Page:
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We are occupying Lenni-Lenape land. FFW acknowledges the Lenape people, their ancestral land, and the trauma of their removal that caused their relocation.
The Lenni-Lenape (lun-NAH-pay), also called Lenape, are indigenous people whose traditional lands (Lenapehoking) include all of NJ and parts of PA, NY, and DE. The word Lenni can be translated to mean "genuine, pure" whereas Lenape means "real or original person." You may have seen Lenape people also be referred to as "Delaware Indians." However, this name was subscribed to them by the Englishmen and is not their own designation. The first documented evidence of inhabitation of this land was by Paleo-Indians at the end of the Early Archaic Period, 8,000 years ago. The Lenape had three overarching clans: Munsee (Wolf), Unami (Turtle), and Unalachtigo (Turkey). Each clan included 12 sub-clans. The Munsee, or Wolf Clan, inhabited the land that we are occupying.
The Lenape practiced extensive agriculture to supplement their hunter-gatherer culture. Many other tribes call the Lenape “grandfathers" as they are considered to be among the most ancient of the Northeastern Nations. They were both warriors and ambassadors, often understood as being "peace-loving." The Lenape were looked at by many to keep the peace as they were skilled at mediating disputes between neighboring Native Nations.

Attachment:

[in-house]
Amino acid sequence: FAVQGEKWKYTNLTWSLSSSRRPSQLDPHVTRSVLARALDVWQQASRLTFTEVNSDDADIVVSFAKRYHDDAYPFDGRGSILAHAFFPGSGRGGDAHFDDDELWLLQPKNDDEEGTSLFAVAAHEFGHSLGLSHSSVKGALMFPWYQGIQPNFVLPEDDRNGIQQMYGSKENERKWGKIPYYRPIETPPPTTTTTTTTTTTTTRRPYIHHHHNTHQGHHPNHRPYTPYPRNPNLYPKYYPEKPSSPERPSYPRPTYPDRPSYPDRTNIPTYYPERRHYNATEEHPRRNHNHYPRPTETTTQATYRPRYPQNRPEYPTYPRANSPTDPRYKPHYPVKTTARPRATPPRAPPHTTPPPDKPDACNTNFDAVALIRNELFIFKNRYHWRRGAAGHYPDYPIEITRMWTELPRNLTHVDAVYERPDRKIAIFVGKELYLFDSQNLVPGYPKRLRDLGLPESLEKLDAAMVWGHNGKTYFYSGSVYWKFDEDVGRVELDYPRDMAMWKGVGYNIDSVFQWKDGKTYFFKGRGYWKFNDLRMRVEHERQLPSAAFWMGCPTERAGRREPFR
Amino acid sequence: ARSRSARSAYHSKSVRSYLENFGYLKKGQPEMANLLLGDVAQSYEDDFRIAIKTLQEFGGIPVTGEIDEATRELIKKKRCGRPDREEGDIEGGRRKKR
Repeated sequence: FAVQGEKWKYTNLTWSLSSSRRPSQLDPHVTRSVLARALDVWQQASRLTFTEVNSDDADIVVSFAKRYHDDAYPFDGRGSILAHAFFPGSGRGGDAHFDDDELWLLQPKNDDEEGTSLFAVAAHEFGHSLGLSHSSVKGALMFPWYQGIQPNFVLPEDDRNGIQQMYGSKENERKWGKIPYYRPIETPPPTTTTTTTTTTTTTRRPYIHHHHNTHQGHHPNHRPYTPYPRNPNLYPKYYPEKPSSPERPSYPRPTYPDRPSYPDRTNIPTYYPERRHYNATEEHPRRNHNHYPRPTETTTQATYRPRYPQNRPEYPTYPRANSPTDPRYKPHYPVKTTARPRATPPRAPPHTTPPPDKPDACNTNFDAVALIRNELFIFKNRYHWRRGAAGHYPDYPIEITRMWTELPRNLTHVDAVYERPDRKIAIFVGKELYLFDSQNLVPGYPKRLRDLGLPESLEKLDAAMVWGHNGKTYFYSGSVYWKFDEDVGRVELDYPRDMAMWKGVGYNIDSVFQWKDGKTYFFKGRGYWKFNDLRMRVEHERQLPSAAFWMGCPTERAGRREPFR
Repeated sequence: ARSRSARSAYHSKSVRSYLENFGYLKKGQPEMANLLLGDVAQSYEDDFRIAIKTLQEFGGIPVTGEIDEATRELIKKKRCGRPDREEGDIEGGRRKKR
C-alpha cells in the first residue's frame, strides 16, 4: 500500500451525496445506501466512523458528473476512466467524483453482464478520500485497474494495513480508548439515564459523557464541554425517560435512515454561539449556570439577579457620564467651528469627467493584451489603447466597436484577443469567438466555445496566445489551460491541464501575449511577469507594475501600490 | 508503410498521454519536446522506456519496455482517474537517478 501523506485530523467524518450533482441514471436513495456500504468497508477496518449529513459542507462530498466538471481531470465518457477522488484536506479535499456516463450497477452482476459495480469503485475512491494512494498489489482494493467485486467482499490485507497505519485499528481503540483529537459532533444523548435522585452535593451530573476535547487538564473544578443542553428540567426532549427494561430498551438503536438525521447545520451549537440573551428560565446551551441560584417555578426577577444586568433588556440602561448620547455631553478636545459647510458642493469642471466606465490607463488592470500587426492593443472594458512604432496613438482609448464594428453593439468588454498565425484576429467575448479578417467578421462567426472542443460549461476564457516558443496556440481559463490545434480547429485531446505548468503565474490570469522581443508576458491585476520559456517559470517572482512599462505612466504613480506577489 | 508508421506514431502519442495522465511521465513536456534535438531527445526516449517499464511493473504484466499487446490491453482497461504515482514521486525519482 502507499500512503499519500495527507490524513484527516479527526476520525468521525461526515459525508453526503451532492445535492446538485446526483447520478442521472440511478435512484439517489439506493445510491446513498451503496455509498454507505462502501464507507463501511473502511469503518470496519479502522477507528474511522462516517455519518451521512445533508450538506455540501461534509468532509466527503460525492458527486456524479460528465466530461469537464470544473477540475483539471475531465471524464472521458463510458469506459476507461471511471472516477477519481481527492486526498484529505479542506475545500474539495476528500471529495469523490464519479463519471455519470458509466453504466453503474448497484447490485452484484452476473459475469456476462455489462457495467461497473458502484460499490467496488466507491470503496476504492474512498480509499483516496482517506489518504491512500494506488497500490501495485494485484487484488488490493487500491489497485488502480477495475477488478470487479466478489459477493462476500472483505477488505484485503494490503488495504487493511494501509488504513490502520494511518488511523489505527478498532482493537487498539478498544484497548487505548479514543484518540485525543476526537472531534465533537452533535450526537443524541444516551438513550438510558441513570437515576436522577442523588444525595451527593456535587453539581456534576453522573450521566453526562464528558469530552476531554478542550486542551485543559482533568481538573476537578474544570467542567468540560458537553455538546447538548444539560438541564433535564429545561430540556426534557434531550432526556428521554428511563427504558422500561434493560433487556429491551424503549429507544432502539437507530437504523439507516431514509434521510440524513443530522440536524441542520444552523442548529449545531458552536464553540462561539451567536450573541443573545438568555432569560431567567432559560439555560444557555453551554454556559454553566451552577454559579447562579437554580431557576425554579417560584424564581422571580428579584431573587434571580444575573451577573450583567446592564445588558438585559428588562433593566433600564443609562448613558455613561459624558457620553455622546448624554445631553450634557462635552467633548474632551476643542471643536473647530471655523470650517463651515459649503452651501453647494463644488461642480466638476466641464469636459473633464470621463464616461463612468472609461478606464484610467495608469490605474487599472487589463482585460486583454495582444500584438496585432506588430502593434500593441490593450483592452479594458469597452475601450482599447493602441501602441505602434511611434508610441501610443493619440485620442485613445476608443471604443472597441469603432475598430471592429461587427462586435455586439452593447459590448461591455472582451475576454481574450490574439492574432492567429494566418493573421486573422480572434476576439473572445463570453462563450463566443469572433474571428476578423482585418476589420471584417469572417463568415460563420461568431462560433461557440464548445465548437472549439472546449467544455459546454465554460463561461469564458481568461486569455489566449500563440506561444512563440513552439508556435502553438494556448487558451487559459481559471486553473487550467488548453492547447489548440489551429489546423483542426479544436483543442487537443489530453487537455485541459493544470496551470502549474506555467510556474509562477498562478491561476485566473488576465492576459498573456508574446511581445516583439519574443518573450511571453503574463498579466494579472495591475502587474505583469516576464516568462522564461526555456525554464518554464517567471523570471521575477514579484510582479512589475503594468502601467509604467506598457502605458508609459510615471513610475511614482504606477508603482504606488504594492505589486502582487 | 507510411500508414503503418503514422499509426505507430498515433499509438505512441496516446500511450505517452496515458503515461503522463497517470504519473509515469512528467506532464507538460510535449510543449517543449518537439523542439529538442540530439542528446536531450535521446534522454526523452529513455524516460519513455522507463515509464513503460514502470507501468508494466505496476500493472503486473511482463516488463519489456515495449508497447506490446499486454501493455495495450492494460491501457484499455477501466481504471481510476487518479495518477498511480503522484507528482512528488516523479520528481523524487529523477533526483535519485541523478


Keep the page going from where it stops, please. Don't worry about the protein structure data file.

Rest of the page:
Like many other indigenous people, the Lenape were asked to sign treaties giving up their land without knowing this is what they were doing. In 1736, Penn's heirs John and Thomas falsely proclaimed that there was a prior deed where the Lenape promised to sell land 'extending as far west as a man could walk in a day and a half' beginning at the junction of the Delaware River. The Lenape only agreed to the walk as they couldn’t read and had no way of knowing they were being defrauded. They were under the assumption that a man could not walk more than 40 miles under these conditions. However, Provincial Secretary Logan hired the three fastest runners in the colony for this 'walk.' On Sept. 19th, 1737 Edward Marshall ran 70 miles. This led the Europeans to come to their own conclusion that they now owned all land east of this line - an area of 1,200,932 acres. This falsified treaty is known as the "Walking Purchase."
Chief Lappawinsoe, Manawkyhickon, Sassoonan, Nenatcheehunt, and other Lenape leaders tried to protest the arrangement. Unfortunately, the Lenape were forcibly removed and displaced west into the Shamokin and Wyoming River valleys, already filled with other ejected tribes. Some Lenape later moved further west into Ohio and modern-day Quebec.
A lawsuit was filed almost 300-years after the "Walking Purchase." In 2004, Delaware Nation v. Pennsylvania tried to reclaim 314 acres of land that were included in the original 1737 purchase. However, the US District Court granted the Commonwealth's motion to dismiss. The Supreme Court of the US refused to hear the case.